I selected a language and then set-up the app for my camera. The app can control both shutter and focus but I chose to set it up for use as shutter only and manual focus since the app responds better and I most times shoot HDRs with my Auto-focus turned off (even if I may initially focus with AF, I turn it off to keep the focus exact through all exposures)
With the set-up complete (there a few other adjustments you can make to fine tune it but I didn’t find the need) I set off to a nearby farm field in wine country to give it a go.
It was about ½ hour to sunset and here was where a little bit of a challenge came in using the Triggertrap. Even using ISO 50 and f/16, my middle exposure at this time of day worked out to 1/8th of a second. While this was doable, it limited me to just 3 exposures at 1ev spacing because of the 1/5th minimum exposure time. I wanted of course to do much more than that. I really wanted about a 1 second middle exposure time and for me that was easily accomplished by putting a 3 Stop Neutral Density filter on my lens which I always have with me.
With that slight curve ball out of the way out of the way I moved onto testing. Now the Triggertrap arranges it’s exposures around a ‘middle’ exposure which is actually a little different than how I work, I’ll measure both ends of an exposure range and just work from one to the other end. But an easy way to determine a middle exposure is simply to set your camera metering to Evaluative and then in Manual mode meter the entire scene you are shooting and this will give you a middle exposure to work off of.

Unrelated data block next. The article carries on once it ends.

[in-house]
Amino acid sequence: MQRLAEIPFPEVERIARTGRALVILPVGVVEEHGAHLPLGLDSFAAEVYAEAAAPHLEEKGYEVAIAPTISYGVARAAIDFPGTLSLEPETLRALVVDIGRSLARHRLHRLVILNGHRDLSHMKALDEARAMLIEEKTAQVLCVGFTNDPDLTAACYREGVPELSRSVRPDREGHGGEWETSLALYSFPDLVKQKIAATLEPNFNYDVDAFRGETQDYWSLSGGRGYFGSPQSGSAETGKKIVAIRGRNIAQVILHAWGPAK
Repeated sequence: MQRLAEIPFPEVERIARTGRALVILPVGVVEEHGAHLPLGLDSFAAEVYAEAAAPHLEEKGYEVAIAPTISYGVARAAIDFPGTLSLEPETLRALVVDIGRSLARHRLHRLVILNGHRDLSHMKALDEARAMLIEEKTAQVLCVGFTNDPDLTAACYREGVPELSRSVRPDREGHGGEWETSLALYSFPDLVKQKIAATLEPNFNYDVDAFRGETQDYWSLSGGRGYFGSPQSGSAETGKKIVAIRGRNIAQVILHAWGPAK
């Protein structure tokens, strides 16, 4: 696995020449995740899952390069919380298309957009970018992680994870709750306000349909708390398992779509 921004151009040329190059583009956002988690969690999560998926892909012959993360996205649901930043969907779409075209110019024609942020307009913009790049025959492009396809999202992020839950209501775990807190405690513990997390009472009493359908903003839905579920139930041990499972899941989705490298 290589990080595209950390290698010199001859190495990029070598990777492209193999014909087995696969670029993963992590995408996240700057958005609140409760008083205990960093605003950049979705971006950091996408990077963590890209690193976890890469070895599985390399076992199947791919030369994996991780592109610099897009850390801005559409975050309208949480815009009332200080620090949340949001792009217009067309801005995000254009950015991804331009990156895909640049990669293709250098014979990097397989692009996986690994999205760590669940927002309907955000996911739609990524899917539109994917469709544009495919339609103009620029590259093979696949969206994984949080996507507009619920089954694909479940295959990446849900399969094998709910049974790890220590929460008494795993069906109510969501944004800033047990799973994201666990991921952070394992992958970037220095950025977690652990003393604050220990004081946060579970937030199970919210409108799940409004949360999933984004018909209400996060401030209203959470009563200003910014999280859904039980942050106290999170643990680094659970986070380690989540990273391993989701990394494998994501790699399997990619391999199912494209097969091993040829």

With my 3 stop ND filter in place, ISO50 and f/16 I got a scene meter reading of 1 second which is just about perfect for the Trigger trap. After I got my reading I set my camera back to BULB mode, the only mode the trigger trap will operate in for HDR. (It will trigger in other modes as a shutter release)
I set my middle exposure in the Triggertrap app screen to 1 second and then moved the slider below that to 9 exposures (The maximum for these settings), the EV spacing wheel below that I set to 1ev spacing.
With my Focus set and my scene composed I pressed the Start Button on the phone app and 9 shots fired off from exposure times of .2 seconds to 16.1 seconds. Done and Done.
As the sun set, my middle exposure now moved to 4 Seconds and that made the last exposure 64 seconds long, not a problem for the Triggertrap
And here are a set of exposures I got using Triggertrap and then the final HDR.